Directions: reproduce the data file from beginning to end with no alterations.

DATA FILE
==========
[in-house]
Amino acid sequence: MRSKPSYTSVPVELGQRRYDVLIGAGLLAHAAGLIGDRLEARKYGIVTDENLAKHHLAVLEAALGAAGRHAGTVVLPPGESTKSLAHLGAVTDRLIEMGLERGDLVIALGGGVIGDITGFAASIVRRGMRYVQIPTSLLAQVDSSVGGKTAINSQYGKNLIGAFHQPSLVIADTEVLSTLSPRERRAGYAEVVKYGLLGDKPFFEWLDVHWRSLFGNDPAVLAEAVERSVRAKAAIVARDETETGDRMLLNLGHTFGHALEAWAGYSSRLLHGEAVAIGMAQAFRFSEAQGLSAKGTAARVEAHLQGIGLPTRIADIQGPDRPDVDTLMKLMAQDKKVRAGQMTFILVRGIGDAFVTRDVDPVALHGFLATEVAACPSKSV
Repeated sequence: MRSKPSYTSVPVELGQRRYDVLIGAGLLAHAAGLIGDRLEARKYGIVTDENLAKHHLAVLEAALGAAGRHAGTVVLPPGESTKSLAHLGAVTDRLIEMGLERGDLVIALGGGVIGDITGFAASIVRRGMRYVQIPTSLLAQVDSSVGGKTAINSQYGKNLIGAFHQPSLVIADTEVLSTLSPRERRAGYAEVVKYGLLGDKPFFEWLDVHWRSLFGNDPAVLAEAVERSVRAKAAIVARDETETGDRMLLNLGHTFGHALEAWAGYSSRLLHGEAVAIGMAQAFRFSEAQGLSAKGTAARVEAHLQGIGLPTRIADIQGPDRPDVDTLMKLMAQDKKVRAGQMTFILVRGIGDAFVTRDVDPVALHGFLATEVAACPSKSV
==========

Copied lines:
[in-house]
Amino acid sequence: MRSKPSYTSVPVELGQRRYDVLIGAGLLAHAAGLIGDRLEARKYGIVTDENLAKHHLAVLEAALGAAGRHAGTVVLPPGESTKSLAHLGAVTDRLIEMGLERGDLVIALGGGVIGDITGFAASIVRRGMRYVQIPTSLLAQVDSSVGGKTAINSQYGKNLIGAFHQPSLVIADTEVLSTLSPRERRAGYAEVVKYGLLGDKPFFEWLDVHWRSLFGNDPAVLAEAVERSVRAKAAIVARDETETGDRMLLNLGHTFGHALEAWAGYSSRLLHGEAVAIGMAQAFRFSEAQGLSAKGTAARVEAHLQGIGLPTRIADIQGPDRPDVDTLMKLMAQDKKVRAGQMTFILVRGIGDAFVTRDVDPVALHGFLATEVAACPSKSV
Repeated sequence: MRSKPSYTSVPVELGQRRYDVLIGAGLLAHAAGLIGDRLEARKYGIVTDENLAKHHLAVLEAALGAAGRHAGTVVLPPGESTKSLAHLGAVTDRLIEMGLERGDLVIALGGGVIGDITGFAASIVRRGMRYVQIPTSLLAQVDSSVGGKTAINSQYGKNLIGAFHQPSLVIADTEVLSTLSPRERRAGYAEVVKYGLLGDKPFFEWLDVHWRSLFGNDPAVLAEAVERSVRAKAAIVARDETETGDRMLLNLGHTFGHALEAWAGYSSRLLHGEAVAIGMAQAFRFSEAQGLSAKGTAARVEAHLQGIGLPTRIADIQGPDRPDVDTLMKLMAQDKKVRAGQMTFILVRGIGDAFVTRDVDPVALHGFLATEVAACPSKSV